Movie Review: The Tender Mercies of Facing Cancer with “Our Friend”

As acting “baggage” goes, you could do worse than be saddled with the rep Jason Segel takes with him from film to film.

He’s carved out a niche playing softies, pushovers, semi-lost souls who go through life always erring on the side of “sweet.” From “Forgetting Sarah Marshall” to “Jeff Who Lives at Home,” years on TV’s “How I Met Your Mother” and in the new film, “Our Friend,” he’s the best friend you’d ever want to have, the sensitive one who may be “lost” but who always has time to help you find yourself.

“Our Friend” doesn’t lose track of its title character, but it does wander around him an awful lot as it skips through time, tracking a marriage from its early days through the terminal cancer that takes the life of the wife and mother. That diffuse focus and meandering narrative is the only real shortcoming in this consequential and touching weeper, a film inspired by a true story written by the magazine journalist who survived that loss, largely through the semi-divine, half-aimless intervention of “Our Friend.”

Dane (Segel) doesn’t make a great first impression on Matthew (Casey Affleck). He’s a stage hand at the New Orleans theater where Nicole (Dakota Johnson) is in a play, the one stage hand with the temerity to ask her out.

He didn’t know she was already married, and Dane’s disarming, hangdog self-loathing is all it takes for Matthew to take to him, just as his wife as.

In a narrative that skips back and forth through time, we see Nicole and Matthew early in the marriage, when Matthew is starting his journalism career at the Times-Picayune and she is acting, the period right after her cancer diagnosis, then back to later stops on Matthew’s globe-trotting career path, then the day a doctor tells them “It’s terminal.”

Parties and birthdays, plays and assignments overseas pass by. And Dane? The die is cast the first time he’s asked about his ambition. He’s an aspiring stand-up comic. How’s that coming?

He’s “started to think about it.” He’s looking ahead to the day when “I get a pen, get a pad,” and starts writing funny ideas and jokes down.

That’s Dane. A little dreamy, a little lonely, seriously self-defeating. That’s Dane even after he finally gets a serious girlfriend. He moves in, but almost to the day that’s when he dashes down to Fairhope, Alabama where the his friends and their two little girls have settled. Nicole’s gotten sick, and Matthew, trapped and lost in a domestic crisis beyond his grasp, has let the house go to pieces and left the girls (Isabella Kai, Violet McGraw) to half-fend for themselves.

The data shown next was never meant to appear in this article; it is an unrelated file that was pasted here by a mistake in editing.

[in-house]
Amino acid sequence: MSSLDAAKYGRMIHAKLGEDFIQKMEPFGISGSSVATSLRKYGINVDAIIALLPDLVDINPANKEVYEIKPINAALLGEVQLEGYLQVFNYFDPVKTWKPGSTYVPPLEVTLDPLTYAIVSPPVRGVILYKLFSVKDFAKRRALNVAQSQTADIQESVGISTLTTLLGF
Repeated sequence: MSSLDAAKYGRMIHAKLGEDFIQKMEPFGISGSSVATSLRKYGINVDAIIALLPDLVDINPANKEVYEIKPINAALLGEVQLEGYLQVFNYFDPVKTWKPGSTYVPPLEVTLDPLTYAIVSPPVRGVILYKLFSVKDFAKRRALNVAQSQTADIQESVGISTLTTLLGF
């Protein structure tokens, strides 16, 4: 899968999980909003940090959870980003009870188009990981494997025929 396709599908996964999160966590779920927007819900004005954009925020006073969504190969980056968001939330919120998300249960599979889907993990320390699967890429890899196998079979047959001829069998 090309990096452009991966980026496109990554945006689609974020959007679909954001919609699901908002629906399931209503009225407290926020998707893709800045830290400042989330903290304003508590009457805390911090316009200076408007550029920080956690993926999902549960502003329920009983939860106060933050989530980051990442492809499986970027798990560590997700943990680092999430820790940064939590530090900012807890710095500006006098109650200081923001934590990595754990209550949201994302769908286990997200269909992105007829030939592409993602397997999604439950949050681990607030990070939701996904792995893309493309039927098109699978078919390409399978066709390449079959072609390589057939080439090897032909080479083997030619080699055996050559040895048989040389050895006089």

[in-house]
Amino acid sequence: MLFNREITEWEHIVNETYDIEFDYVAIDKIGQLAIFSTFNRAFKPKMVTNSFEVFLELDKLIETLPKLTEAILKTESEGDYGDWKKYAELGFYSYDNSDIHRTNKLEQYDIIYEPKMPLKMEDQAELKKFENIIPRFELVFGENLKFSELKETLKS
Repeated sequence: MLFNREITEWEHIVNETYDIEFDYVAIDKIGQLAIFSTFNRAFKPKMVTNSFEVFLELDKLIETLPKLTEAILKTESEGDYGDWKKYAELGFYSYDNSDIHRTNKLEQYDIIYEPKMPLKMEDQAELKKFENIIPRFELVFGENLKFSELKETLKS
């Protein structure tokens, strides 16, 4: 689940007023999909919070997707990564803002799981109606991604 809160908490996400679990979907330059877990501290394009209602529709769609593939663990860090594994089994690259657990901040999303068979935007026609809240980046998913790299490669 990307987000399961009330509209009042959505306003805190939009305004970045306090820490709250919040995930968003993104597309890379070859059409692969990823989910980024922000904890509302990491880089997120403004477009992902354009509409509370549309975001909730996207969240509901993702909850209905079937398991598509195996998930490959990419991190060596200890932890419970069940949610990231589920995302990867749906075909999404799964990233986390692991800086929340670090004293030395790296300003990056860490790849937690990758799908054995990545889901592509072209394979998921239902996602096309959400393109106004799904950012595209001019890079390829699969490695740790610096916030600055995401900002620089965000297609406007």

“Would it help if I stayed for a while?”

Yes. Yes it would. And as the couple wrestles over “when to tell the kids” and Nicole’s impulsive and near-impossible “bucket list,” the guy Mom nicknamed “Fruit Loop” way back when, who now insists the kids address him as “Grandma Dane,” steps into the void. He might be an aimless, rootless 30something, but he’s well-stocked with “Dad jokes.”

“Me? I didn’t do nothing. I’m like the Mona Lisa. Framed!”

He’s there to get the kids to school, leading sing alongs to “Call Me, Maybe,” to take the dying dog to be put down. His girlfriend may be frustrated, and Dane’s own issues — visited throughout the time periods of the story — make us and him wonder if he has the stamina to “help you get to the other side of this.”

Director Gabriela Cowperthwaite, who transitioned from documentaries (“Blackfish,” the movie that ended orca captivity at SeaWorld) to features (“Megan Leavey”) has her own brand, making movies of emotional substance.

She lets Segel stay in his comfort zone and do bits of cute shtick with the kids, but never lets us forget what Nicole is going through and how that is pummeling everyone around her. The oldest daughter (played by Kai) knows what is happening and is acting out. Earlier strains in the marriage might re-open. Matthew had a fainting problem earlier on, and as doctors and others (Cherry Jones plays an angelic hospice nurse) in the know realize, as the illness progresses, friends are “going to fall away, one by one.”

The downbeat tone and constant shuffling of the order of events in the narrative only makes the viewer forget where the real center of gravity is here. But as disorienting as that is, it’s reinforcing, in a way, what the laid-back manner of Dane’s introduction sets up as its message.

Sometimes, it’s the last people you expect when you first befriend them who stick around. And when the chips are down, their biggest surprise for you is that they’re the very last ones to leave.

MPA Rating: Rated R for language

Cast: Dakota Johnson, Casey Affleck, Isabella Kai, Violet McGraw, Denee Benton and Jason Segel

Credits: Directed by Gabriela Cowperthwaite, script by Brad Ingelsby, based on an article by Matthew Teague. A Gravitas Ventures/Universal Home Ent. release.

Running time: 2:05

About Roger Moore

Movie Critic, formerly with McClatchy-Tribune News Service, Orlando Sentinel, published in Spin Magazine, The World and now published here, Orlando Magazine, Autoweek Magazine
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